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JEP Opinion: Unity in the face of madness

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SINCE the terrible events of Charlie Hebdo, the Bataclan and other attacks around Europe, security forces have warned that it was a matter of when and not if the UK would be targeted by bombers.

But no amount of warning could prepare us for the callous and sickening events in Manchester on Monday night.

The man who walked into the arena where Ariana Grande was playing wanted to slaughter children.

Pure evil clashed with joyous innocence.

The bomber targeted children excitedly attending a pop concert to see one of their idols.

Attacks in Paris, Nice, Berlin, London, Stockholm and elsewhere in Europe – and on the common values of freedom, democracy and the rule of law which these countries champion – have become a terrible fact of our time.

In the hours and days that follow this atrocity, more will be learned about those who have died and their stories.

As each face, name and age of the victims is released, it is only natural for us all to relate those individuals to someone we know.

These were children like our children. The dead include mothers, fathers, aunts and uncles enjoying a night out, many as a family, in a way that anyone here might.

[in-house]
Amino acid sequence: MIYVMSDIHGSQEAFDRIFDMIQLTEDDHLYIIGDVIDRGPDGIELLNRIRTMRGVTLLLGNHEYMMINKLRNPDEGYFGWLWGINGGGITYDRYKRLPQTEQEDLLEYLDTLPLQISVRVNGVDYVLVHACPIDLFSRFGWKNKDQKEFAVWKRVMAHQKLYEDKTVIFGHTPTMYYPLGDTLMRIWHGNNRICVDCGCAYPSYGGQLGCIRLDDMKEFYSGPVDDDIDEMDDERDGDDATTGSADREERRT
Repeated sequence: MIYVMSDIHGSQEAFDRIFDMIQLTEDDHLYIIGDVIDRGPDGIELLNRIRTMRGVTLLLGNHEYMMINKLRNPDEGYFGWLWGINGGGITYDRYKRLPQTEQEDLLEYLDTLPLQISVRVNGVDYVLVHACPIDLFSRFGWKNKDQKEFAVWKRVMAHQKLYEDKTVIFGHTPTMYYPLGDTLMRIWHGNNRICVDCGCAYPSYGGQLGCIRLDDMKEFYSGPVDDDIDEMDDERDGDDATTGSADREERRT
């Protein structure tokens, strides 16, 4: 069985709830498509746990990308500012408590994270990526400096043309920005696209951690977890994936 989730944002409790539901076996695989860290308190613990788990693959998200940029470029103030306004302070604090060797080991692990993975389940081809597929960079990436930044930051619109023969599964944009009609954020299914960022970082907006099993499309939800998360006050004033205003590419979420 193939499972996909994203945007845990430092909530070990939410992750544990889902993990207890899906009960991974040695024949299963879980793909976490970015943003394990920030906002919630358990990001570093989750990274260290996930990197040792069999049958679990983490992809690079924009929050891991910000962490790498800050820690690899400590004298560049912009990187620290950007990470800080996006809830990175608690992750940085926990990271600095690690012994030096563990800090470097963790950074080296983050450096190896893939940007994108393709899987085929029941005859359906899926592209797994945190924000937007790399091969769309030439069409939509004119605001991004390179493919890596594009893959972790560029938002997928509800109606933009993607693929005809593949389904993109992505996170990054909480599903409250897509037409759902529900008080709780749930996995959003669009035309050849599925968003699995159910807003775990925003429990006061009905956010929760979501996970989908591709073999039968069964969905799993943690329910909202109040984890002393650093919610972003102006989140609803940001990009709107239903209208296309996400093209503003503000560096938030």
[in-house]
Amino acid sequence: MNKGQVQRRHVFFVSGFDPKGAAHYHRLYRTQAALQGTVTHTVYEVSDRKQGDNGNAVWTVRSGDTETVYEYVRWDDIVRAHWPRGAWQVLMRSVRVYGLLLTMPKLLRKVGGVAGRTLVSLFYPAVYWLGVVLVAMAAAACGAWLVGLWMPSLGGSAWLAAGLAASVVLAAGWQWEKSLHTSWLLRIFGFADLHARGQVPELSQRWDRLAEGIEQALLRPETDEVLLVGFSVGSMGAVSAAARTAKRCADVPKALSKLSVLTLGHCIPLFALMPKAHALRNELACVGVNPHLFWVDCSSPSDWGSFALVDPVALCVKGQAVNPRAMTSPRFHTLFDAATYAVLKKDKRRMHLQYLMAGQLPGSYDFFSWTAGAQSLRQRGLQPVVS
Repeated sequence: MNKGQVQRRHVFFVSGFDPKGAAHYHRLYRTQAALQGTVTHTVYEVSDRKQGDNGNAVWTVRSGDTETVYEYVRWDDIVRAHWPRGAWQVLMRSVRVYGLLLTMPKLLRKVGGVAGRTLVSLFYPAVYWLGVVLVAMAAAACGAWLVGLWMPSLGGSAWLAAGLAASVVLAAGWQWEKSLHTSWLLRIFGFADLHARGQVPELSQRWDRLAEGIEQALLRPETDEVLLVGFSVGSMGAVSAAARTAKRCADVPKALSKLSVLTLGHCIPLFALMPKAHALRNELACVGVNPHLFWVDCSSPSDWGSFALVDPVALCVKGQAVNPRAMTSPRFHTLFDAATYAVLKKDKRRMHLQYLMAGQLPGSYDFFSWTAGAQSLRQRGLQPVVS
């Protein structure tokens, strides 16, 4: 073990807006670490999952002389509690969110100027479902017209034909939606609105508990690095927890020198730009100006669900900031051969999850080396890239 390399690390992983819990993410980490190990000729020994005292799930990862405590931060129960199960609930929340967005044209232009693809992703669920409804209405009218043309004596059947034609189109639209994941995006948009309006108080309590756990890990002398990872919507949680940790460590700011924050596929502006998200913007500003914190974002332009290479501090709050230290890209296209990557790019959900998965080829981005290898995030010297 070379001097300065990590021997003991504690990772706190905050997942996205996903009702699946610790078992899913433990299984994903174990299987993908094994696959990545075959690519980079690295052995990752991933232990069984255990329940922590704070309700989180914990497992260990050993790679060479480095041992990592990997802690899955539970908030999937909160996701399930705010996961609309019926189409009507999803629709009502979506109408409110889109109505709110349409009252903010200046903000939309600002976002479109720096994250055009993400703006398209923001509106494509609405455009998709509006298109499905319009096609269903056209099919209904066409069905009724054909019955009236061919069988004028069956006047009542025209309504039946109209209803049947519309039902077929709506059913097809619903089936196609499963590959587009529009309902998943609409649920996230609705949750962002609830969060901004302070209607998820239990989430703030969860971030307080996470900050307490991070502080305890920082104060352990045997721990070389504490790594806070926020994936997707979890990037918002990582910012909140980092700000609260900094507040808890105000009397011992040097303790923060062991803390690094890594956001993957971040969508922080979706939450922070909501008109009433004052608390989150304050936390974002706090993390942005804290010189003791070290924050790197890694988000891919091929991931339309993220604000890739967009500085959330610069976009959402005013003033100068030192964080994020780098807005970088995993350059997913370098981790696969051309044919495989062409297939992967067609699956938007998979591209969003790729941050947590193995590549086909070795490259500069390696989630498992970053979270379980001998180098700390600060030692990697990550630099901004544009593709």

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Lives have been taken and many others have been shattered through physical injury and mental scars that will take years to heal.

But amid these stories of pain and loss, there are also accounts of great compassion, love and humanity – the qualities that bind us all together in the face of the madness of a few.

It is these qualities that will, in time, help to heal the wounds and enable a nation in mourning to weather the storm, just as it has done before.

Manchester may not be geographically a large city, but it has a big heart – one that was made all the stronger following the IRA bombing in 1996, in which 212 people were injured after the largest bomb was detonated on British soil since the Second World War. Like many places that fall victim to terrorism, it grew stronger.

Terrorism, those who seek to destroy through bloodshed, violence and hate, will never win. The good so clearly on display in the aftermath of this tragedy will triumph over the evil.

But, for now, the thoughts of all in Jersey are very much with the people of Manchester.

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